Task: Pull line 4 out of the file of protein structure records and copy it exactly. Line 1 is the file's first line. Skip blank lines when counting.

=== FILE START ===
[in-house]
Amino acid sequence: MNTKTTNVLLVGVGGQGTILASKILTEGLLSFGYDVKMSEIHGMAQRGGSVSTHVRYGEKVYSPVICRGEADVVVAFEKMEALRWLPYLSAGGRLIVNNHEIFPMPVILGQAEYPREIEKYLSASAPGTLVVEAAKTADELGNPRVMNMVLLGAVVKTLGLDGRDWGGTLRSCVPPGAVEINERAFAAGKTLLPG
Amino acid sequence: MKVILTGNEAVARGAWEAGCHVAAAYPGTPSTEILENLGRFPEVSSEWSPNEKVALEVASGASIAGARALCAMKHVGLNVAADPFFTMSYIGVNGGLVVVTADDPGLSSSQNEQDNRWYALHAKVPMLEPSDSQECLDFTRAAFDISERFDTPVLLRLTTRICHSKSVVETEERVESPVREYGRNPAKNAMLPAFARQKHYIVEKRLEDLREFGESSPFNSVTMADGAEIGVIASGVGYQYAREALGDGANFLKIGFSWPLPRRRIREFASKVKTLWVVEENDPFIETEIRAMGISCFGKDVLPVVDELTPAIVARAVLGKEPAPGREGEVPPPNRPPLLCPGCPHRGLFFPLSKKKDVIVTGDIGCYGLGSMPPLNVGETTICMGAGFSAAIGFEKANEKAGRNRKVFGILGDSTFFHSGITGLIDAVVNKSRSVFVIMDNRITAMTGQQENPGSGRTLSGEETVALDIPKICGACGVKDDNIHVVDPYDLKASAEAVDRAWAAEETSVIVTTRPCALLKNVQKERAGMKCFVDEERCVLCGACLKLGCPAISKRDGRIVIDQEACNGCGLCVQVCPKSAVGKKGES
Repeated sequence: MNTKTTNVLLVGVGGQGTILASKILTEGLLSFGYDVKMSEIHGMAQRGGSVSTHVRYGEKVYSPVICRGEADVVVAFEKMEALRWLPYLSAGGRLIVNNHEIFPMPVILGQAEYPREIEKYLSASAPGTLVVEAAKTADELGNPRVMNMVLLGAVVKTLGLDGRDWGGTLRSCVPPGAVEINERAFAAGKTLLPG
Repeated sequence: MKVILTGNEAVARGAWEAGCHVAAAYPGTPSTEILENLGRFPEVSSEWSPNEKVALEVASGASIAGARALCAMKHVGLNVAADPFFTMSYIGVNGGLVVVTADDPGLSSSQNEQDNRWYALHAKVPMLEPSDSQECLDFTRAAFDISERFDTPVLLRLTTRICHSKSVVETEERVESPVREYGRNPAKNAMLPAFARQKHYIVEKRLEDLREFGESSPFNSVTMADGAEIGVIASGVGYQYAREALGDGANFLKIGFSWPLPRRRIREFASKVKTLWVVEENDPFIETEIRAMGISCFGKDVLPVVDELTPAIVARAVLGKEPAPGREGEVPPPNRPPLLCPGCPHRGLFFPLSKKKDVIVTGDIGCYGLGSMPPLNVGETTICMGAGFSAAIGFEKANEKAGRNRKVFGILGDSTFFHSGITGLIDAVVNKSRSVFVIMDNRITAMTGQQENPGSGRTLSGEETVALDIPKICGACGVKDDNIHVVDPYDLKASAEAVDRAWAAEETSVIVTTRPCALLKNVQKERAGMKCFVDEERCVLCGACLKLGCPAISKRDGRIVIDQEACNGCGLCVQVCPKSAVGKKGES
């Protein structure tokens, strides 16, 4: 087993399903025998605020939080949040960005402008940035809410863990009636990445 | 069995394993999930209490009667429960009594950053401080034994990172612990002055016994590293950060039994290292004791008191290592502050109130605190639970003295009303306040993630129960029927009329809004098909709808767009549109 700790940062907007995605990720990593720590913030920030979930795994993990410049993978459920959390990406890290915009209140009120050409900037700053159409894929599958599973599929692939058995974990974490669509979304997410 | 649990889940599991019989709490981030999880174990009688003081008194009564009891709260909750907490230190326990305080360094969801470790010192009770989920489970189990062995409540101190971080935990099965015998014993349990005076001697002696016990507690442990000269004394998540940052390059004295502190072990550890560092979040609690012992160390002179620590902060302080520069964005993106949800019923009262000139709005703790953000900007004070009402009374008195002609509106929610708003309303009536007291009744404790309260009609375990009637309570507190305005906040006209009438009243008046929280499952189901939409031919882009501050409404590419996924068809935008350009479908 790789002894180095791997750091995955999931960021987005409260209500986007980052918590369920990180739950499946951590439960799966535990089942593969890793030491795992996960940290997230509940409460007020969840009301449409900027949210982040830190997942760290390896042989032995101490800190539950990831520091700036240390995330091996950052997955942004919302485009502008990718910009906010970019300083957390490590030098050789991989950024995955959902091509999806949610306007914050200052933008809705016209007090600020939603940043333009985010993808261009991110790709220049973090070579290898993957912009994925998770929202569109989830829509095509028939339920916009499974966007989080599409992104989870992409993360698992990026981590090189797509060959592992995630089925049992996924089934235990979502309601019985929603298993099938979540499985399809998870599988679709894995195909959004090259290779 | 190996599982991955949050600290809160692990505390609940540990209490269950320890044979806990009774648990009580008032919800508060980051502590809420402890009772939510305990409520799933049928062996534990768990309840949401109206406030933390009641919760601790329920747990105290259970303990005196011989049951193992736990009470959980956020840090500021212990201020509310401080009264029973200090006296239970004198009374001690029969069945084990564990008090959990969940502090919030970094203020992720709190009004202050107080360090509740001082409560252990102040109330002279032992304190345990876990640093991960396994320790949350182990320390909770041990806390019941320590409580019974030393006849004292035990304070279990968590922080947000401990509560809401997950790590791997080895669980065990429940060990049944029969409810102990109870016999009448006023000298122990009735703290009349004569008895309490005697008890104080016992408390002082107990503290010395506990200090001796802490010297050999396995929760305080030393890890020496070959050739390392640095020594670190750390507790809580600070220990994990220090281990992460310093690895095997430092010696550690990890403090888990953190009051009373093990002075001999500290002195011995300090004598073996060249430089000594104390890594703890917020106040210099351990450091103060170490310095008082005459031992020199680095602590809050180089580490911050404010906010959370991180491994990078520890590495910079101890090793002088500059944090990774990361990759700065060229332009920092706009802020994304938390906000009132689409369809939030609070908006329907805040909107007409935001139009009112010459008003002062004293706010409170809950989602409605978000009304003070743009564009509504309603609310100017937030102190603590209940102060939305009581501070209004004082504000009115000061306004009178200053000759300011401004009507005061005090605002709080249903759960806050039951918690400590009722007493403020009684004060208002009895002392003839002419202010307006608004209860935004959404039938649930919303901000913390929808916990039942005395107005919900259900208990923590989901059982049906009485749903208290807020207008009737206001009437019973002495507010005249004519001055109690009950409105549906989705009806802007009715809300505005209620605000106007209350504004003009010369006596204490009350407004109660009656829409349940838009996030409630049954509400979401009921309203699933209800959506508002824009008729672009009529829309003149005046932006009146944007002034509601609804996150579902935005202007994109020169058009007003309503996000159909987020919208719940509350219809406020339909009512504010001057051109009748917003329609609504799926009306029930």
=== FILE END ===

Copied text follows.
Repeated sequence: MNTKTTNVLLVGVGGQGTILASKILTEGLLSFGYDVKMSEIHGMAQRGGSVSTHVRYGEKVYSPVICRGEADVVVAFEKMEALRWLPYLSAGGRLIVNNHEIFPMPVILGQAEYPREIEKYLSASAPGTLVVEAAKTADELGNPRVMNMVLLGAVVKTLGLDGRDWGGTLRSCVPPGAVEINERAFAAGKTLLPG